Up in the Air (2009) / Comedy-Drama
MPAA Rated: R for language and some sexual content
Running time: 109 min.
Cast: George Clooney, Anna Kendrick, Vera Farmiga, Jason Bateman, Amy Morton, Melanie Lynskey, Danny McBride
Cameo: J.K. Simmons, Sam Elliott, Zach Galifianakis
Director: Jason Reitman
Screenplay: Jason Reitman, Sheldon Turner (based on the novel by Walter Kim)
Review published January 2, 2010
Jason Reitman (Juno, Thank You for Smoking) continues his ascent as one of the best directors working in the comedy field today with his erudite and insightful Up in the Air, a timely story, very loosely based on the Walter Kim novel, in an era of massive layoffs that manages to bring into perspective just what jobs mean to the people who perform them, and ultimately what's really important in life despite them.
George Clooney (Burn After Reading, Leatherheads) stars as Ryan Bingham, a plane-hopping hatchet man who works for a company that specializes in layoffs. When downsizing companies have employees to layoff, Ryan is flown in to deliver the bad news to the newly dismissed, offering up a severance package and trying to minimize the emotional damage that severance causes, both for the ex-employee as well as the company trying to avoid conflict. In these tough economic times, business is bad, which means business is very, very good for Ryan. And Ryan loves his carefree ways. Whenever he feels lonely, he can strike up a conversation with a woman such as the oft-traveling Alex (Farmiga, The Departed) and have some no-strings companionship. No nagging wife, no kids to hassle with, a new locale every day of the week, and complete freedom to live as he pleases -- it's the perfect life for a confirmed bachelor.
But even though business is good, times are a-changin', even in his industry. Enter 23-year-old upstart Natalie Keener (Kendrick, Twilight), the green but very smart and ambitious new hire in the company who has come up with a new way of doing business at only a fraction of the cost. Natalie's solution is to video conference with the layoffs, allowing their agents to perform the duties of their job while still having the semblance of a normal life at a centralized locale, while saving the company millions in travel and hotel costs. Ryan is repulsed by the idea of giving up his cushy perks, voicing his outrage at this impersonal approach to doing business with his boss, Craig (Bateman, State of Play). Craig gives Ryan a chance to prove otherwise by letting Natalie tag along on his trips and get some actual layoffs in under her belt to learn how it's done.
Nicely played by all of the actors, particularly by Clooney in a masterfully subtle portrayal of a professional who finds that an untethered life does indeed have a few drawbacks. One wonders how he might handle a layoff when his entire life is his job. Through his interactions with his newfound friend (with privileges) Alex and his tagalong Natalie, as well as a rare visit to see his family later in the film, he has the semblance of companionship, and while only a fleeting one, we can sense there is a certain loneliness underneath the devout loner persona. The supporting actresses impress as well, with Formiga giving an intelligent sexiness to her role to match Clooney's, while Anna Kendrick turns in a fine comedic performance as the hyper-ambitious recruit who is too busy dissecting the data to prepare herself for the harsh realities that life has to offer.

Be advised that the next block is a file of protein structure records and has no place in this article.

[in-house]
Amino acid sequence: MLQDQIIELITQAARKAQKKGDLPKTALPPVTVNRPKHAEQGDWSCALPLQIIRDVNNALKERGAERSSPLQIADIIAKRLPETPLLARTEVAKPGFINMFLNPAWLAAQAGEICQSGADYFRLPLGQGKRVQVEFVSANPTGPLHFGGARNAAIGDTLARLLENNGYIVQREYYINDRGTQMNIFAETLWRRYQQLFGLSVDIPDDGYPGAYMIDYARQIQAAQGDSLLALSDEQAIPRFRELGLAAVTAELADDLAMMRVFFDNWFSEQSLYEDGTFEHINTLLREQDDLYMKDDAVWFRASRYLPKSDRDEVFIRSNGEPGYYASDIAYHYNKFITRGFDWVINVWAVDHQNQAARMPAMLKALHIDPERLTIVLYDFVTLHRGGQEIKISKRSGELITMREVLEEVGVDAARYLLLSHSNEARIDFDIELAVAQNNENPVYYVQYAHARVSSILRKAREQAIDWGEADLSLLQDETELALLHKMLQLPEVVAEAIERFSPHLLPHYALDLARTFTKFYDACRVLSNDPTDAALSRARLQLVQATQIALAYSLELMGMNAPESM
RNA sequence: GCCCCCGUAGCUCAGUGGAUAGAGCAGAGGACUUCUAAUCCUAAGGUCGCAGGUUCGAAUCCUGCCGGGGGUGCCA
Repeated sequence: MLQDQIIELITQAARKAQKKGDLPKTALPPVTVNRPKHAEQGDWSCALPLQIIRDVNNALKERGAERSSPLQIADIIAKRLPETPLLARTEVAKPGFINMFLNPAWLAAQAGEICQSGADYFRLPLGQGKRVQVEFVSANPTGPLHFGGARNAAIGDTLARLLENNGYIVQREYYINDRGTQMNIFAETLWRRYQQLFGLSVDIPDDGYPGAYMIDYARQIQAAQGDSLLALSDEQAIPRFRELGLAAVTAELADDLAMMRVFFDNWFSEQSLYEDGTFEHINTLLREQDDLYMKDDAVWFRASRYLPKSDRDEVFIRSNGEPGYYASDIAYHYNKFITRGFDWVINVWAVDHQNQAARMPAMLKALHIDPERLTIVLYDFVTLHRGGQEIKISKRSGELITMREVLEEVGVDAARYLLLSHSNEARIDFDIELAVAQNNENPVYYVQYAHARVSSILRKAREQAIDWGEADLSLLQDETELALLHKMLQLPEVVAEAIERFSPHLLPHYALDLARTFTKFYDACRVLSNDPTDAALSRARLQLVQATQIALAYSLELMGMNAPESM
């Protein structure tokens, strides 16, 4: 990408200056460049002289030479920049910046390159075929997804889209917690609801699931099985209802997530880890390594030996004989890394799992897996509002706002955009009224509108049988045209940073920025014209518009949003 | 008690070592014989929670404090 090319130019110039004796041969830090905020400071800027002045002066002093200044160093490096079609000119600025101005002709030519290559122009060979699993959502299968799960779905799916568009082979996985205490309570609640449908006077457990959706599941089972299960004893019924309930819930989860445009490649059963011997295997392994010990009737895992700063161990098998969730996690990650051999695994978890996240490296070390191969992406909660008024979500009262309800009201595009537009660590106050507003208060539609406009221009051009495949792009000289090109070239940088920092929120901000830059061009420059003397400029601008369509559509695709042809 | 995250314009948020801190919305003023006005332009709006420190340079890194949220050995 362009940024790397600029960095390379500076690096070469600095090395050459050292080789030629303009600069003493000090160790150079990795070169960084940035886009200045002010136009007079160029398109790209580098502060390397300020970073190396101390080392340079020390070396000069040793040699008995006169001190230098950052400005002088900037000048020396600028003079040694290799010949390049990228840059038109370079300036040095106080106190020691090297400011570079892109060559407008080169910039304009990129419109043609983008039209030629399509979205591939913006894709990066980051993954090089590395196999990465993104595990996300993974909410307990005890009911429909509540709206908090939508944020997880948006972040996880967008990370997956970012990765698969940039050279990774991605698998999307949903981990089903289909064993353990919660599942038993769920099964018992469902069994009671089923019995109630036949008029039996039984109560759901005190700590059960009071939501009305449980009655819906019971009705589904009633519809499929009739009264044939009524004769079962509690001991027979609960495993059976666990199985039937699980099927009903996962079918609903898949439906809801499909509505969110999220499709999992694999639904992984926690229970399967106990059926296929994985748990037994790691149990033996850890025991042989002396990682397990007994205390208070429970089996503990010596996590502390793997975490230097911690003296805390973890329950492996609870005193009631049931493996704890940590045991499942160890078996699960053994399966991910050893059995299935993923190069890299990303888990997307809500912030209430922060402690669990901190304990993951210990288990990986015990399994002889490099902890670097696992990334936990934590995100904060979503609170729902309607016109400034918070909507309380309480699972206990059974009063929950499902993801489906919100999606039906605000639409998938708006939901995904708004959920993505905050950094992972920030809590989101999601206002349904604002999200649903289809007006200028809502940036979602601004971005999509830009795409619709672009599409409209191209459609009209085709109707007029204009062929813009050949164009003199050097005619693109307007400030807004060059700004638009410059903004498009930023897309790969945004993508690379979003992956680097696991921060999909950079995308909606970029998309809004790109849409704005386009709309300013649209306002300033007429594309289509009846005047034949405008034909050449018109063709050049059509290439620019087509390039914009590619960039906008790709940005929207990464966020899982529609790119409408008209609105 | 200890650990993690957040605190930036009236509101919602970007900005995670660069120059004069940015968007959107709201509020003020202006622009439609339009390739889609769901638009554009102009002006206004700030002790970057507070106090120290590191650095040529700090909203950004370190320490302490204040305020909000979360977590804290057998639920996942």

One part occupational satire, one part buddy movie, one part family dramedy, Up in the Air tells a complete story arc in parts, but adds up to a satisfying whole wrapped around the theme that it's the connections we make with people that count much more than what we do for a living. For those recently laid off, these themes should hit home in a way a severance package never could, and almost necessitates a viewing for a dose of commiseration mixed with a heaping helping of hope. It should also stir to action those stuck in jobs they despise, as there is another underlying theme that settling in to a job just because it pays the bills isn't nearly as fulfilling as following one's dreams, which contrasts sharply with Ryan's side job as a motivational speaker who encourages his listeners to eschew all of those familial, marital and material entanglements that slow you down from constant forward progress.
It's not an entirely unpredictable film, as key payoff moments are telegraphed ahead of time. While conventional at times in its story structure, Reitman's delivery is refreshingly told, with spirit and a rich sense of its characters, such that, even if you're sure you know where the story will lead, the depth of feeling these moments evoke still surprises you. An apropos film in these troubled times, Up in the Air represents Reitman at the peak of his powers, crafting a funny, heartwarming, heartbreaking, and poignant tale that's so smooth it appears effortless and so simple in its approach it belies the film's enduring thematic complexities.
©2010 Vince Leo